Google Scholar also provides a search tool for academic journal articles. When articles require registered access to publication or research databases, attorneys may ask their alma maters for remote access to scholarly articles and other publications via their university’s law library. Alternatively, searching for the article’s author may yield a free version of the article on the author’s own personal website.
September 12, 2014
The Maryland General Assembly has required the Maryland Clean Energy Center (MCEC), in consultation with the Maryland Energy Administration (MEA), to study the feasibility of developing a “green bank” that would use public funds and authority to lower the cost and increase the amount of private financing for clean energy technology (SB 985 of 2014).
MCEC and MEA are holding local government discussion group on September 24 in the Amoss Hearing Room on the 4th floor of the Miller Senate Office Building in Annapolis starting at 3:00 PM. The address is: 11 Bladen Street, Annapolis, Maryland 21401.
The meeting is open to county and municipal elected officials and professional staff and is expected to last approximately 1 and a half hours. A photo ID will be needed to enter the building. Please RSVP by email to Sandi Davis at MCEC (firstname.lastname@example.org).
September 12, 2014
A September 10 Baltimore Sun article discussed a recent series of studies that were published in a special issue of the journal Biochemistry which examined how urban development affects water and stream quality over time. Several key findings of the studies related to increasing salt and calcium levels in nearby waterways. The studies looked at a diverse cross-section of United States cities, including Baltimore, Boston, and San Juan. From the article:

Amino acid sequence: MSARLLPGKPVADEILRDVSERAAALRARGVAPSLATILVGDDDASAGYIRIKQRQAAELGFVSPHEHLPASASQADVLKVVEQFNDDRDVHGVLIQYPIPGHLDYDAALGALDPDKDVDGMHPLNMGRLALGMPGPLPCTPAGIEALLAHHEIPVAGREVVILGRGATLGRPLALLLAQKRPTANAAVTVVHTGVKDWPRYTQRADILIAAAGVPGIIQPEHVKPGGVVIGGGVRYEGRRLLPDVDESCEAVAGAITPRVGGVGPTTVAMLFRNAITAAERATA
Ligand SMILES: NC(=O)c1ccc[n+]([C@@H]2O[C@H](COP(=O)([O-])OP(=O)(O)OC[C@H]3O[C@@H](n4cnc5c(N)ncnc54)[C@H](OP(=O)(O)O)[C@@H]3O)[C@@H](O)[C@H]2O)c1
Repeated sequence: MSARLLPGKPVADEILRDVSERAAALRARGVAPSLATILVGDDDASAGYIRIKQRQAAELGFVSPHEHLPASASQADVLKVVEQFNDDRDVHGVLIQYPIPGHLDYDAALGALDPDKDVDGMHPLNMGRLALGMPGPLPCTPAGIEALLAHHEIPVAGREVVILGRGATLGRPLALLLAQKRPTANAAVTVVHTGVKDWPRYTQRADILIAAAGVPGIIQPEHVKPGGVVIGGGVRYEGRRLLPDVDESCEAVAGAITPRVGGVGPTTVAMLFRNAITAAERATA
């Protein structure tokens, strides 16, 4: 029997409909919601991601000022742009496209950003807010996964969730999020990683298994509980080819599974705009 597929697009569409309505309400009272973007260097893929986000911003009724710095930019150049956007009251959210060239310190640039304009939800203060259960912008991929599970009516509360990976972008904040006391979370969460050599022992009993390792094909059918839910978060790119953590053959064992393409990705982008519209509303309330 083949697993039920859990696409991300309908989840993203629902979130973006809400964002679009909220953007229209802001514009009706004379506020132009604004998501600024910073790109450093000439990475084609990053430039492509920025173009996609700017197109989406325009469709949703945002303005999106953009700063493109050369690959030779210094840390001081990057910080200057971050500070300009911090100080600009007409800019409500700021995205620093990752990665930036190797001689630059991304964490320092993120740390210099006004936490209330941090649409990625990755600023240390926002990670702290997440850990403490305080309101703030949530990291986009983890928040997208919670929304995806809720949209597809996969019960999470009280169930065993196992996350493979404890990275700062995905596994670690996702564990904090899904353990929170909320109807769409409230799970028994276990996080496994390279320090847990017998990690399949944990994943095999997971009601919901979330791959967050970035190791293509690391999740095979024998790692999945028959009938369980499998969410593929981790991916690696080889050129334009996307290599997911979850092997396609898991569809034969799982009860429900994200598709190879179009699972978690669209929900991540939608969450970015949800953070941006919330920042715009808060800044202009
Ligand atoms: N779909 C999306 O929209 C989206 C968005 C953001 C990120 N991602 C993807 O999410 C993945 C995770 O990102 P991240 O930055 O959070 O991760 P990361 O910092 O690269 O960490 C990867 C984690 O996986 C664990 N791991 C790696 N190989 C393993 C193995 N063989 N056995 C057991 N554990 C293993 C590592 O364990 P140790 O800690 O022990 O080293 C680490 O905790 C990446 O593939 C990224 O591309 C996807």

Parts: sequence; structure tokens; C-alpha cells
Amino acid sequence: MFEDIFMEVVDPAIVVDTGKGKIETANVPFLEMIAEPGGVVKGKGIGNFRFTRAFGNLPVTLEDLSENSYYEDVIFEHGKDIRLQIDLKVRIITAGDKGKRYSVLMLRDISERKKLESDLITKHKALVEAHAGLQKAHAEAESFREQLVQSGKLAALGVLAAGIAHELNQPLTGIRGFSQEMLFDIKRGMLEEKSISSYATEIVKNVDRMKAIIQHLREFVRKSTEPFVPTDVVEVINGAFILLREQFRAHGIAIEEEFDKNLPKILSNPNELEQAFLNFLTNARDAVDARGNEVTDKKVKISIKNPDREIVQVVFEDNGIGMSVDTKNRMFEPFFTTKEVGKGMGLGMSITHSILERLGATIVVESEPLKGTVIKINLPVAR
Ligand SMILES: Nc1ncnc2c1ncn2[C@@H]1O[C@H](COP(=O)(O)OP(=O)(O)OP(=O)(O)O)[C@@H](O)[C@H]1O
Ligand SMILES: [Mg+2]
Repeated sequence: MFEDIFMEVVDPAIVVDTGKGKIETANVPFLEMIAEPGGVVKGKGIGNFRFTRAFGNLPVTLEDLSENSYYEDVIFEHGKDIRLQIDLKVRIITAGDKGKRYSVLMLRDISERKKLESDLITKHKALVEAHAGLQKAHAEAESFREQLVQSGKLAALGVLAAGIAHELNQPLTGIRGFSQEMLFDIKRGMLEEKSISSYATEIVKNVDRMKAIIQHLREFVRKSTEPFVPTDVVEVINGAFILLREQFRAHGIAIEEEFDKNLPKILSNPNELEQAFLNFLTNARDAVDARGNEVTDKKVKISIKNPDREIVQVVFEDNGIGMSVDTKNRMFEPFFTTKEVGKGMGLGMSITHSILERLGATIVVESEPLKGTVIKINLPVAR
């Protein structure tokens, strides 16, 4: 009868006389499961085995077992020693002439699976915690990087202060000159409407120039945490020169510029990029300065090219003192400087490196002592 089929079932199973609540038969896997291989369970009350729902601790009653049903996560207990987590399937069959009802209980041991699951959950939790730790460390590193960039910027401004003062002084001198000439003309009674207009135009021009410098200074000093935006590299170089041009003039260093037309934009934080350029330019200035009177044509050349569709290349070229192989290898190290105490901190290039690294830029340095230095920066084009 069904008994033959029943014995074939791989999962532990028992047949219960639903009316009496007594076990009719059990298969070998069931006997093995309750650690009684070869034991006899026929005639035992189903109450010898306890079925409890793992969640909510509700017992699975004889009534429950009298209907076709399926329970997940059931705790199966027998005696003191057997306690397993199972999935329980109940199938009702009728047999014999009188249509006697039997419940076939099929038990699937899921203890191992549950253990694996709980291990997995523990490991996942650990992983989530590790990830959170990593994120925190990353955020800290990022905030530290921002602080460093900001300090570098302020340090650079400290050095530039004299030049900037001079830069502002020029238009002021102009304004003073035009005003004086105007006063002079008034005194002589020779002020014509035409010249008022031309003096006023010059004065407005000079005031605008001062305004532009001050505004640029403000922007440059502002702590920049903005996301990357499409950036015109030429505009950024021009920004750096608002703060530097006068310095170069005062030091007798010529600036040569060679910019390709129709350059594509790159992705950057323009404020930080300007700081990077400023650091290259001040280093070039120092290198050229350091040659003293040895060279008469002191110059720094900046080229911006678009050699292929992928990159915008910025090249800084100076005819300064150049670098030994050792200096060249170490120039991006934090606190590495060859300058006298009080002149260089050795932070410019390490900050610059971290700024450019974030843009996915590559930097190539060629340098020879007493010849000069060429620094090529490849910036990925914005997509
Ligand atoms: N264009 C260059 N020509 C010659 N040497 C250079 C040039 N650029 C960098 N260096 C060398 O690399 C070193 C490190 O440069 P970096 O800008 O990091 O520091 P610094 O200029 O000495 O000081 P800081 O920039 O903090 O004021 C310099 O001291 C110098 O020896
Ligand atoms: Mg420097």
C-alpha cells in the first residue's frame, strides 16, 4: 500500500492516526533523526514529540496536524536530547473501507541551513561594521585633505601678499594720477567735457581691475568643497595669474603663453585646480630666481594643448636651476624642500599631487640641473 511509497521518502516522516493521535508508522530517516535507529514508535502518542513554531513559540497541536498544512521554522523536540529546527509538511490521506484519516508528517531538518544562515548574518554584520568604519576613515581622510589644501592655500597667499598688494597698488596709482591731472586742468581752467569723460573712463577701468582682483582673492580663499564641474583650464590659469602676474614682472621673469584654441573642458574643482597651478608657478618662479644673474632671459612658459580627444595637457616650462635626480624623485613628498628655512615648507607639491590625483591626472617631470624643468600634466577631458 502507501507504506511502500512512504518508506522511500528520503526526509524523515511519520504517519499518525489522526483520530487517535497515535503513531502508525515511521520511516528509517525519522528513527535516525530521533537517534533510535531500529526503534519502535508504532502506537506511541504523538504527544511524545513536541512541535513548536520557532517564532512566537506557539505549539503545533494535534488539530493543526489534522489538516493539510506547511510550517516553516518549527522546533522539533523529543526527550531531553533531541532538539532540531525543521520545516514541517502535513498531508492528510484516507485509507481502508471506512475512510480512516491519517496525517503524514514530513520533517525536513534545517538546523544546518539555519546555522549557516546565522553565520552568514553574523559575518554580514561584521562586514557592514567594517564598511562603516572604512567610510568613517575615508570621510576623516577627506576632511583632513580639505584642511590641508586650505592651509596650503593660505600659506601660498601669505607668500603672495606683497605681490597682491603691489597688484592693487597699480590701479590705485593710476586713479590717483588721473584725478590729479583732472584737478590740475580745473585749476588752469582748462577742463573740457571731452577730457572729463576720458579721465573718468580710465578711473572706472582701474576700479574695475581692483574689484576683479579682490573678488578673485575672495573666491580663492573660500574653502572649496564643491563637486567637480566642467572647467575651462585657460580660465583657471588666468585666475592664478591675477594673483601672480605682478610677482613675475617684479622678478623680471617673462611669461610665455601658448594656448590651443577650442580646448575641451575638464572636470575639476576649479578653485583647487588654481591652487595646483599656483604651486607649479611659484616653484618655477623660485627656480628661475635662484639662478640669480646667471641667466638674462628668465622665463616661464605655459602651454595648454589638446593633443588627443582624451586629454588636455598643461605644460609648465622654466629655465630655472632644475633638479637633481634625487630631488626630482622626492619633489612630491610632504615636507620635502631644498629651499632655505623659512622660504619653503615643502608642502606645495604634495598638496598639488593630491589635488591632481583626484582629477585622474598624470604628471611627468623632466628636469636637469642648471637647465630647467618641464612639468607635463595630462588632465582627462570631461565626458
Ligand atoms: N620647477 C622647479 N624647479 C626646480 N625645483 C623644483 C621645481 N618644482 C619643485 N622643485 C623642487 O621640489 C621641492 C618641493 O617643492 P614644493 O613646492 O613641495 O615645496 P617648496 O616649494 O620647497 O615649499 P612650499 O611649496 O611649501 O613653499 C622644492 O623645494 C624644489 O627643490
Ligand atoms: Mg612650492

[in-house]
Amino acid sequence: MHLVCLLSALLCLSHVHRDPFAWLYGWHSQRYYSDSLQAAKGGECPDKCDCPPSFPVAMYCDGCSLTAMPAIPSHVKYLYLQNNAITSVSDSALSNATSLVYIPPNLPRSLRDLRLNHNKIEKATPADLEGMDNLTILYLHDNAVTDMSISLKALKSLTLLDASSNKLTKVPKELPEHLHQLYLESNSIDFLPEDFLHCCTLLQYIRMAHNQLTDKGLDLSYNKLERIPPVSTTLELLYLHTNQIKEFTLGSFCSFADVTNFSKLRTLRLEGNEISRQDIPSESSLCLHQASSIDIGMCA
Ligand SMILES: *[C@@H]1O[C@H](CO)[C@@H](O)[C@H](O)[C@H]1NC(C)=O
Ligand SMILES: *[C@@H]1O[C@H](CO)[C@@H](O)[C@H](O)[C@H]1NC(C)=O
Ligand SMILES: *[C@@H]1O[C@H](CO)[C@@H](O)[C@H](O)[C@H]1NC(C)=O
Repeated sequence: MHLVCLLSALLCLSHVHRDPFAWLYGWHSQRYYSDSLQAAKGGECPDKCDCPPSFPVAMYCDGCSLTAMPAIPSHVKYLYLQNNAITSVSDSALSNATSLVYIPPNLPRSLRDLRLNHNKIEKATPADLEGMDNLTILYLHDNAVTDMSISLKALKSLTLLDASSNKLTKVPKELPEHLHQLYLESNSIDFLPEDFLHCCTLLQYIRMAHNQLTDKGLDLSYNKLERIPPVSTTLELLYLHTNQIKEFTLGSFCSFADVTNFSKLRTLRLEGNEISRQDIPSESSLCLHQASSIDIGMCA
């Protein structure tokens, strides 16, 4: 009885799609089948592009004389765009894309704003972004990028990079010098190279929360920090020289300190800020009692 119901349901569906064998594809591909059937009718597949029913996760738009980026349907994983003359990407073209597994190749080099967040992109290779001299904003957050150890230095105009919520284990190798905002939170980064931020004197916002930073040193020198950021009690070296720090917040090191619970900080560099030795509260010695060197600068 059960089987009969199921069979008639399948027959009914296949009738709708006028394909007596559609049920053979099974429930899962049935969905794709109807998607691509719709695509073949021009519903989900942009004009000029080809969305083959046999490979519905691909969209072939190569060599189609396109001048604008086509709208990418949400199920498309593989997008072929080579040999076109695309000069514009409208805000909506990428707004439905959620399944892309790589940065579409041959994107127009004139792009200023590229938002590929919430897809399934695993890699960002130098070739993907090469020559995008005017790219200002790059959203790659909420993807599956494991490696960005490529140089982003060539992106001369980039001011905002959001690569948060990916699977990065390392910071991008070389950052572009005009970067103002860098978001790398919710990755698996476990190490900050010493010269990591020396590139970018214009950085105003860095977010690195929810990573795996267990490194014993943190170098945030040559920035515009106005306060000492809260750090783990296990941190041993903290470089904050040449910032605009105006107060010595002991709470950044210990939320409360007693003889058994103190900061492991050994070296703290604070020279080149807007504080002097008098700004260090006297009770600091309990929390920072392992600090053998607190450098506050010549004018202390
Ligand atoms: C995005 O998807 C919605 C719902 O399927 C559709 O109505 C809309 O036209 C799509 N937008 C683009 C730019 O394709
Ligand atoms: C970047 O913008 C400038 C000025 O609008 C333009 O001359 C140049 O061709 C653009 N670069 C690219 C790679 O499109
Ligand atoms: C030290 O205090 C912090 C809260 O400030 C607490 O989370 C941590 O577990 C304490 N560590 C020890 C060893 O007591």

If current trends continue, Marylanders may not have to go “down-y oshun” in future to dip their toes in salt water. Thanks to liberal de-icing of our roads in winter and chronic sewage leaks, salinity levels are rising in Baltimore area streams – with at least one already a third as tangy as Ocean City surf. …
Urbanization increases the saltiness of streams flowing through it. In addition to runoff of road salt, salinity is raised by cracked sewage pipes leaking chloride-laden waste – from humans’ salt-heavy diet.
Urban streams also have elevated calcium levels, a byproduct of rainfall and weather dissolving concrete frequently made with limestone. Researchers dubbed the proliferation of such concrete a new geologic formation – “urban karst.”
September 11, 2014
As reported in the Baltimore Sun, sidewalks and paths used by elementary and middle school students across Maryland will be upgraded with $3.4 million in federal grant funding, state officials announced Tuesday. As described in the article,
The federal Transportation Alternatives Program funding will be administered by the State Highway Administration and used for 16 projects shortlisted under the state’s Safe Routes to School Program, officials said.
Grants under the program, which are awarded to local jurisdictions annually, are aimed at improving safety for young students who walk or bike to school. A total of 517 children under the age of 16 have been struck by cars in Maryland in the last five years, the state said, and about 100 people on average die each year in the state in pedestrian-related car accidents.
For more information, see the full story from the Baltimore Sun.